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Tuesday, October 1, 2013

Shakespeare in OP

If you grew up in an English-speaking country, or you studied English at school, chances are good that you were exposed to William Shakespeare's sonnets, poems and plays.  The literary critic Harold Bloom called him the Center of the Western Canon.  "He sets the standards and limits of [English] literature."

The context in which I first encountered him is surely one that he would not have recognized:  a small Catholic school for girls in a convent halfway across the world from England in what was once called "Oregon Territory."  But I'm sure he would still have recognized his work as each young lady marched up to the front of the classroom to stand before Sister and recite (from memory) entire scenes taken from  The Taming of the Shrew, Macbeth, Othello, and Romeo and Juliet.

But would he have been puzzled by the pronunciation of many words and the accent?  The English language has changed a lot and traveled far since the 16th century.  Maybe not as much as we think:

"Eminent Shakespeare director Trevor Nunn claims that it might have sounded more like American English does today, suggesting that the language that migrated across the pond retained more Elizabethan characteristics than the one that stayed home."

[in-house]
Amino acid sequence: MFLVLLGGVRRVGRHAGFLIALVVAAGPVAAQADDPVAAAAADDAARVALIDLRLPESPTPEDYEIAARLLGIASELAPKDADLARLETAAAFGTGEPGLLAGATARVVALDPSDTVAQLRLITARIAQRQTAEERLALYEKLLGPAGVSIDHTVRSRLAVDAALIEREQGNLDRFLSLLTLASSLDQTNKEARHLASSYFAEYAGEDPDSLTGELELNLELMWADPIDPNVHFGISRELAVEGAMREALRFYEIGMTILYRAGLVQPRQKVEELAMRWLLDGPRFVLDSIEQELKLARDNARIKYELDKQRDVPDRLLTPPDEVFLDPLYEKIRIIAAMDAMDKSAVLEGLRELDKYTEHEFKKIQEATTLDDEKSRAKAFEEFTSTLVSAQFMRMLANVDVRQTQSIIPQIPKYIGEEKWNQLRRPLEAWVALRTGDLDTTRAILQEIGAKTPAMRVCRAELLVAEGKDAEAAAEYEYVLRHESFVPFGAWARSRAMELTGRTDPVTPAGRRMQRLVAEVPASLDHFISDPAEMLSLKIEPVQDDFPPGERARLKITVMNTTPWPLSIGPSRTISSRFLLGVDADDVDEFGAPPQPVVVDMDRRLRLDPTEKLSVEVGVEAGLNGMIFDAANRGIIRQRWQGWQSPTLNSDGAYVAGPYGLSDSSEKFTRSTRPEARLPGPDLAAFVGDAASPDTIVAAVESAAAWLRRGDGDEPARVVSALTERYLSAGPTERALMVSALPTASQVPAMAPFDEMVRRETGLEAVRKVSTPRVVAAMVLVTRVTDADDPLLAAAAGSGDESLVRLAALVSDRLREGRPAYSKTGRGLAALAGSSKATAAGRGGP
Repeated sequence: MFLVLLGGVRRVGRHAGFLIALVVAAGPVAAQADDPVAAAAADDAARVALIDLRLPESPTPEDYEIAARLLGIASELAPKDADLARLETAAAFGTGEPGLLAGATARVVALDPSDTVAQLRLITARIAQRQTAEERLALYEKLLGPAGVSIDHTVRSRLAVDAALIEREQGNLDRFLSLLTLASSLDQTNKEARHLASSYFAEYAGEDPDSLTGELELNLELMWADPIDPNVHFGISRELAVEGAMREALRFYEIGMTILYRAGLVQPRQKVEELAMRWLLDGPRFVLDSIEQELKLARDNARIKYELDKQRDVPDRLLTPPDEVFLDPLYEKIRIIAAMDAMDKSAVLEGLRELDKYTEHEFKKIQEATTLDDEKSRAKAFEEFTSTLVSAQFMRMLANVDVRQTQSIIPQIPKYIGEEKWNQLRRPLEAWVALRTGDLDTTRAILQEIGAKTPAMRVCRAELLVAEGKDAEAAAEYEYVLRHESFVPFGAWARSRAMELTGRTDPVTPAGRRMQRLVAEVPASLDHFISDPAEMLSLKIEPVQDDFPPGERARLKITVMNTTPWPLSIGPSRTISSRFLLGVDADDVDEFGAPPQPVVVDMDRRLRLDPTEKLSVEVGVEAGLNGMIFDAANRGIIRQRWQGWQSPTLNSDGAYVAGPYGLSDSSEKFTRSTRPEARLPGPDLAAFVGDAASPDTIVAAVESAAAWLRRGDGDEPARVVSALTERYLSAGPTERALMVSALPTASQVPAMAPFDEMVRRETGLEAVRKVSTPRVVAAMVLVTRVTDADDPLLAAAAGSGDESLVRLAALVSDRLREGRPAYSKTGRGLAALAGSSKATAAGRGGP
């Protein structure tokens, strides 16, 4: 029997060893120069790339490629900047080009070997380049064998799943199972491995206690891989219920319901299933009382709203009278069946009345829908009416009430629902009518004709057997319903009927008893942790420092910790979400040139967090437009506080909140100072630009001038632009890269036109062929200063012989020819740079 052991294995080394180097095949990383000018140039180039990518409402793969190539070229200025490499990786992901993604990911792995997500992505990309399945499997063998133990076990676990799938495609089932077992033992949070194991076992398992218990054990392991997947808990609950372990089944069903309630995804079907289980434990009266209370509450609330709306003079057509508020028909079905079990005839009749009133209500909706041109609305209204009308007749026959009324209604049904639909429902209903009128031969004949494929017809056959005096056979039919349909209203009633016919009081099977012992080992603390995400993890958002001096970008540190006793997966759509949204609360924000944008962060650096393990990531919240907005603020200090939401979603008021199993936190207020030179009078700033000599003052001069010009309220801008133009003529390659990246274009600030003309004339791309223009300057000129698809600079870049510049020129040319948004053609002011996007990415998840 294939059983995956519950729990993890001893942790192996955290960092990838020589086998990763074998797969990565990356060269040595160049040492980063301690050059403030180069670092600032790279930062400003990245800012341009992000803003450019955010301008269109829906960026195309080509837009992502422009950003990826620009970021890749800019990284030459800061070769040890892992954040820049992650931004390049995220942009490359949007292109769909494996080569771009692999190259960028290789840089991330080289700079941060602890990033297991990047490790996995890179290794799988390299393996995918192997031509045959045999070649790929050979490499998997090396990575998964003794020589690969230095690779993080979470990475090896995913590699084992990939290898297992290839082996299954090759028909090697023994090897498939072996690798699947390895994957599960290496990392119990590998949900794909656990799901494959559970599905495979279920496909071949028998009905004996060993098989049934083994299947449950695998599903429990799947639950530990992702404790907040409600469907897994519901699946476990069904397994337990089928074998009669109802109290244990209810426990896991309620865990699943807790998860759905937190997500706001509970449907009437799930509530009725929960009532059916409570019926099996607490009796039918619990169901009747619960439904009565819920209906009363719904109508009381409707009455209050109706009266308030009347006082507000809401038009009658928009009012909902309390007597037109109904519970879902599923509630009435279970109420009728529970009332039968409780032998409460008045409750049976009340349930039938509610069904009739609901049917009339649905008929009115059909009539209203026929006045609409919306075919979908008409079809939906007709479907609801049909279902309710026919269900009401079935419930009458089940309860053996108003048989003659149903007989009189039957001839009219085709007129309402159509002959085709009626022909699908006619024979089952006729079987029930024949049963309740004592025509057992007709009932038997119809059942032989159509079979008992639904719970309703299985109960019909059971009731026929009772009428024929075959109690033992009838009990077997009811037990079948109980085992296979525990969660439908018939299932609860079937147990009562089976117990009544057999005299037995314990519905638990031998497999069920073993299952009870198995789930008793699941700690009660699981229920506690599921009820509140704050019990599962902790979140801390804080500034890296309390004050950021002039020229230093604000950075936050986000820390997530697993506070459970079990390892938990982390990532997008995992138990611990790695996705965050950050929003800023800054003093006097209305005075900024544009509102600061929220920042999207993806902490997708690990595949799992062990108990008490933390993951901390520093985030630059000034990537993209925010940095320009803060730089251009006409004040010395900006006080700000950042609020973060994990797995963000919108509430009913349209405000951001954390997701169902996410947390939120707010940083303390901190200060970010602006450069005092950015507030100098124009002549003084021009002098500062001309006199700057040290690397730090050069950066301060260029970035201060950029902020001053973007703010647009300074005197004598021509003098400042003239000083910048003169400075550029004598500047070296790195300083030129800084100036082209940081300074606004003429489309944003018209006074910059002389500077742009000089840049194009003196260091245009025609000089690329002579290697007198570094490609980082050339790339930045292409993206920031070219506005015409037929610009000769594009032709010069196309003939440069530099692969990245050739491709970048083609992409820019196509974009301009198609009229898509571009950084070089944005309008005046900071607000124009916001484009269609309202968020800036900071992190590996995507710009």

There is a project at the reconstructed Globe theater in London to recapture the original pronunciation (OP) that was in use when these plays were performed 300 years ago.  This video is about that project which tries to find out "what Shakespeare sounded like to Shakespeare."  The linguist David Crystal talks about how think they can know what Early Modern English sounded like.  He and his son, an actor, then demonstrate the difference between what you would might have heard back in 1599 and what you hear today.  

Fascinating.  It's very short  - just 10 minutes -  and you can drink your coffee (and avoid starting your work day) all at the same time.  Enjoy.

And be sure to read the Open Culture post about it
What Shakespeare Sounded Like to Shakespeare: Reconstructing the Bard’s Original Pronunciation
for more examples, explanations, and some interesting comments.


kirkmc said...

Great timing: I'm interviewing Ben Crystal later today to discuss this. If you like Shakespeare, you might want to check out what I've been writing about him lately:

Victoria FERAUGE said...

Sweet serendipity strikes again. :-)

Will the interview be published? Please send along a link. I'd love to hear more.